• seven months from the date on which the opposition period begins (i.e. from the date of advertisement of acceptance in the Official Journal of Trade Marks) (Rule 17 of the Madrid Protocol Regulations), or

  • one month after the end of the three month opposition period where there is no extension of time granted to file Notice of Opposition.

IP Australia needs to notify the IB of the opposition period dates so that the IB can ascertain that notification of refusal based on opposition has been filed within the relevant time limit of four or seven months from the start of the opposition period. The four month period applies where a complete notice of opposition (i.e. notice of intention to defend and statement of grounds and particulars) is filed within the 3 months of the advertisement of acceptance.

If IP Australia does not notify the IB of the refusal based on opposition within the specified time limit, the opposition cannot proceed, and the trade mark which is the subject of the IRDA will be protected in Australia.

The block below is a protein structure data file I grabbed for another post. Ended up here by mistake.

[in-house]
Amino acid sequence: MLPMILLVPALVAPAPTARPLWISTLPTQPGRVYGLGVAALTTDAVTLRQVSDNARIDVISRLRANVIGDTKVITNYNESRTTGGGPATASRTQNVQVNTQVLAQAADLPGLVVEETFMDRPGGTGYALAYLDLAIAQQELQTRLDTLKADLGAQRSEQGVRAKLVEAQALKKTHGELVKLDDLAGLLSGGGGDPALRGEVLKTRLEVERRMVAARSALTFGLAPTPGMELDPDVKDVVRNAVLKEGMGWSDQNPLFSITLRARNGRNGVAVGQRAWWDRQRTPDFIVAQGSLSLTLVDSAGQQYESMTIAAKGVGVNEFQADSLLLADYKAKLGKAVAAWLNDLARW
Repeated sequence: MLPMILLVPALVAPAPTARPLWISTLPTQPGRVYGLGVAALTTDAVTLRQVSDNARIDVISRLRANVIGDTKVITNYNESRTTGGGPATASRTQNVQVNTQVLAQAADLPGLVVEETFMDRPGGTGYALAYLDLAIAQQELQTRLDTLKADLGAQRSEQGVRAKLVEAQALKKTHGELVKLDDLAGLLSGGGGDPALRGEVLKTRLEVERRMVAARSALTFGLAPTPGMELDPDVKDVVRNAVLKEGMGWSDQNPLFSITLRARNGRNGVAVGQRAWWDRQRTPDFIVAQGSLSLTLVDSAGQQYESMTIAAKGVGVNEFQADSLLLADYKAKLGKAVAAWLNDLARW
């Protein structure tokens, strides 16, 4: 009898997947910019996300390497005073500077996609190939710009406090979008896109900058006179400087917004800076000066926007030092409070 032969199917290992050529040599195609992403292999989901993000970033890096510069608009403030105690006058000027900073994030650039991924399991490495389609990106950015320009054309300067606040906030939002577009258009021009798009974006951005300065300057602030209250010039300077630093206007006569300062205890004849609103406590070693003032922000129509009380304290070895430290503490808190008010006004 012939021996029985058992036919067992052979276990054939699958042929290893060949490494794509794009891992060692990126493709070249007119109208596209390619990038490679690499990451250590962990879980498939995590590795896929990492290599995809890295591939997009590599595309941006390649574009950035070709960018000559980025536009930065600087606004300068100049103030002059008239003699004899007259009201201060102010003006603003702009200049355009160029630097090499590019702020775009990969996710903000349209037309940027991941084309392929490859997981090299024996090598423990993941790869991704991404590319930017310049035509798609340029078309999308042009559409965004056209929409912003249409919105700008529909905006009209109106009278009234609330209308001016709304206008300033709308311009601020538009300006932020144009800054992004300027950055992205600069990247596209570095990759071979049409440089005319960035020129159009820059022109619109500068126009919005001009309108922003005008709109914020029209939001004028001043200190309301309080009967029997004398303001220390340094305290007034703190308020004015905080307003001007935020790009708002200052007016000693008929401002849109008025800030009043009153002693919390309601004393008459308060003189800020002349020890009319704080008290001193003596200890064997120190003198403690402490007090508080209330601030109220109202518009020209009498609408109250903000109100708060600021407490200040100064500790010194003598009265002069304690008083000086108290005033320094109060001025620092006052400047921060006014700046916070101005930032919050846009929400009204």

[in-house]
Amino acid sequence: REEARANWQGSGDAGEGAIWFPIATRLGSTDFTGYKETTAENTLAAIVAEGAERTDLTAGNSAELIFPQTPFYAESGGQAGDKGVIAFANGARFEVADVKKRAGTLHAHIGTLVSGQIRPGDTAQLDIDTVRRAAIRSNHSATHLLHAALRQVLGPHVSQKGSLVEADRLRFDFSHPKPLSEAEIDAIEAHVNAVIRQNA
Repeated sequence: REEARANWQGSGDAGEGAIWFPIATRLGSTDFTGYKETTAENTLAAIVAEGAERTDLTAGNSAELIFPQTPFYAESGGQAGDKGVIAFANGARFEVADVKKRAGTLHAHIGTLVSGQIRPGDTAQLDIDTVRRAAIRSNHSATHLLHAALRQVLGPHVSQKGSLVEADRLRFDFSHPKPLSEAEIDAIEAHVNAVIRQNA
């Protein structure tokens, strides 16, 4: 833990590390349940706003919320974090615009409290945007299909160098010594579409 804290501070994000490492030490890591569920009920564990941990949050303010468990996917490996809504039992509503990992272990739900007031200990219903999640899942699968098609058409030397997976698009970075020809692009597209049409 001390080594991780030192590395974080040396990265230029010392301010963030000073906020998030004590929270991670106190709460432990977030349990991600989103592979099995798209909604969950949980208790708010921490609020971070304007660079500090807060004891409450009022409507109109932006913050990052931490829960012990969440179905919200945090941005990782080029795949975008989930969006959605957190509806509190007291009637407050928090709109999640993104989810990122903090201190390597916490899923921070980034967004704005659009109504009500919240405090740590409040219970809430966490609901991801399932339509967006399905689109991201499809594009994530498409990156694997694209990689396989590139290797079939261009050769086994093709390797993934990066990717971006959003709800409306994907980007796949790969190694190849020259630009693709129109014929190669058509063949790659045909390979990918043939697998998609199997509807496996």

• When a notice of intention to oppose is filed, IP Australia will give a copy to the holder and also provide the holder with information about the requirements for filing a notice of intention to defend one month from the date that the holder is given a copy of the complete notice of opposition (that is, after the opponent has also filed an adequate statement of grounds and particulars – due one month after the notice of intention to oppose).
  • When a Notice of Opposition (that is, a notice of intention to defend, together with an adequate statement of grounds and particulars – see regs 17A.29 and 17A.32) is filed IP Australia must notify the IB of provisional refusal based on opposition including all the relevant details listed in Rule 17. A copy of the (two part) Notice of Opposition must be attached. IP Australia will also give notice to the holder directly.

When a complete Notice of Opposition is filed (that is, a notice of intention to oppose, together with an adequate statement of grounds and particulars), IP Australia will record it on the Trade Marks Office database and notify the IB as soon practicable to ensure that time limits are met (Article 5).

When the Notice of Opposition is recorded on the Trade Marks Office database a standard notice will be automatically generated.  This notice will be addressed to the opponent and will acknowledge receipt of the Notice of Opposition.

Immediately after recording the Notice of Opposition, a letter to the IB must be prepared.  This will be the Notification of Refusal Based on Opposition and will include: